Building CrewFire has been (and continues to be) an awesome experience, but it hasn’t been all sunshine and rainbows.
Along the way, we’ve made tons of mistakes. And, as they say, “a smart person learns from experience, a wise person learns from the experiences of others.”
In this post I’ll share a few of the bigger mistakes we’ve made, so you may be the wiser between us.
1. You should feel pain when unclear.
2. Sell direct.
3. Don’t build concrete shoes.
4. Don’t redesign the wheel.
5. Untangle the damn finances!
A week or two ago, I stumbled across a classic Derek Sivers’ essay, “You should feel pain when unclear.”
The gist of it is that when he was running CDBaby.com, he had to think extremely, extremely deeply about every single word in any email he wrote, before it was sent out to their 2 million customers.
He had to be crystal-fucking-clear (my emphasis), or else he would get 20,000 confused replies that would take his team a week to respond to… roughly equal to $5,000 in labor expenses plus the morale costs. Ouch.
The last two lines of the email hit me in the gut:
“I see new websites trying to look impressive, filled with hundreds of puffy unnecessary sentences.
I feel bad that the people behind those sites haven’t felt the pain of trying to email that text to thousands of people, to directly see how misunderstood or ignored it is.”
That was exactly me.
For the longest time, the way I’ve been describing CrewFire has been unclear, but I never had to face that pain.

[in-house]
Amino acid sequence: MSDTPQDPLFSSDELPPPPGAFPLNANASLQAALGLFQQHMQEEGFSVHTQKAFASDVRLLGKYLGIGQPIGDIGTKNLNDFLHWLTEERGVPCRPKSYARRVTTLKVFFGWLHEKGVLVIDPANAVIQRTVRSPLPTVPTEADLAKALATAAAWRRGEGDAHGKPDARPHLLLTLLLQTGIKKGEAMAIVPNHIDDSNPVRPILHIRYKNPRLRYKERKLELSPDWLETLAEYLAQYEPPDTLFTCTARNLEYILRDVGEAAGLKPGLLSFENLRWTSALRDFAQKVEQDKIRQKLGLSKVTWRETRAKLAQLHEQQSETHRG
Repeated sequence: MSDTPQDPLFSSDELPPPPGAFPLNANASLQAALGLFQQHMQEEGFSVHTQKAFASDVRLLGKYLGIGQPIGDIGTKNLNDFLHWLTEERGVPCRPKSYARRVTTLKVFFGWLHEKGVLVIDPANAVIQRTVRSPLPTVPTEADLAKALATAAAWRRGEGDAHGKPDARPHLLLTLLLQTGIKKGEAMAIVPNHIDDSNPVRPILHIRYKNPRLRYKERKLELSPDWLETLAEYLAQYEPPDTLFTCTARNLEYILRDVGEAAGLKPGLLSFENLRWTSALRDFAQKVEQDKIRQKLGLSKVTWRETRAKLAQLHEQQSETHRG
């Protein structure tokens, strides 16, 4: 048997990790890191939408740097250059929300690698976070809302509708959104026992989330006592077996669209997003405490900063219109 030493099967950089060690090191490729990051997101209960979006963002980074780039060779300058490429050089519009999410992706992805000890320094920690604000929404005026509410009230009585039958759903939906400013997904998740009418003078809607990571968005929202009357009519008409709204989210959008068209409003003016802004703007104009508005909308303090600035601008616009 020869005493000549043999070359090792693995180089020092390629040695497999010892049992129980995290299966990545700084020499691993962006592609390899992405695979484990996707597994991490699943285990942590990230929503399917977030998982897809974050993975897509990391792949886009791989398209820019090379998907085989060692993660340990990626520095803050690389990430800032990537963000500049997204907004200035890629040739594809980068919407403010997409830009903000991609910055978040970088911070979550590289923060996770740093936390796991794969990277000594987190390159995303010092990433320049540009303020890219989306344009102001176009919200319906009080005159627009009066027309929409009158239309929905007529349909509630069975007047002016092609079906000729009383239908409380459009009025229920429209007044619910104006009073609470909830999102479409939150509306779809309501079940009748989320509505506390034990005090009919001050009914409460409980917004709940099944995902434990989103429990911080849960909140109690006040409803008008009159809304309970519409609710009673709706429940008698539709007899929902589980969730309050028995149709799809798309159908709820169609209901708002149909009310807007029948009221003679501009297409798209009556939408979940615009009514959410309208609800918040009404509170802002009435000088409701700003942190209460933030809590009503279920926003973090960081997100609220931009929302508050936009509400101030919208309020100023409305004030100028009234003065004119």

To quote Charlie Munger, “No one said to me that the [idea] was wrong. Instead, people were puzzled briefly, then moved on.”
The fact is, if you’re working on something new, it can be tricky describing it to people with no concept of what it is, especially because you know it so well.
In the case of CrewFire’s messaging, I’m experimenting now with new ways of describing the product:
“CrewFire is a simple tool to get your whole team sharing company content on social media.”
(Read more about that decision in my recent post, “I’ve been an idiot with CrewFire.”)
Going forward, I’ve literally printed out Derek Sivers’ “You should feel pain when unclear,” and keep it next to my desk.
I re-read it every time I write anything, especially anything customer facing: website copy, emails, or blog posts (like this).
When it comes to marketing and sales, I’ve come back to Nathan Barry’s excellent advice and stopped solely focusing on sexy “scalable” marketing strategies like content and ads, and started reaching out directly to potential leads to talk with them, one-on-one, about their marketing needs, CrewFire, and to see if there’s a fit.
Nathan points to a lot of good reasons in his post. The biggest benefit for us today, though, is related to the point on clarity above:
Early on, your messaging won’t be perfect, and the best way to find out what messaging resonates with your customers will be through actual conversations with them.
It’s all about learning as much as you can, as quickly as you can, about all your assumptions (product, market, pricing, features, etc…), and there’s no replacement for actual human interaction for that.
So if you’re building something new, start direct.
This one’s a judgement call.
On one side, it’s important to think ahead and build your product, team, and business so that it’s prepared for the challenges ahead.
On the other hand, there is such a thing as “premature optimization”, where your meticulously designed plan or system becomes like “concrete shoes” – they fit great at first, but make change impossibly painful.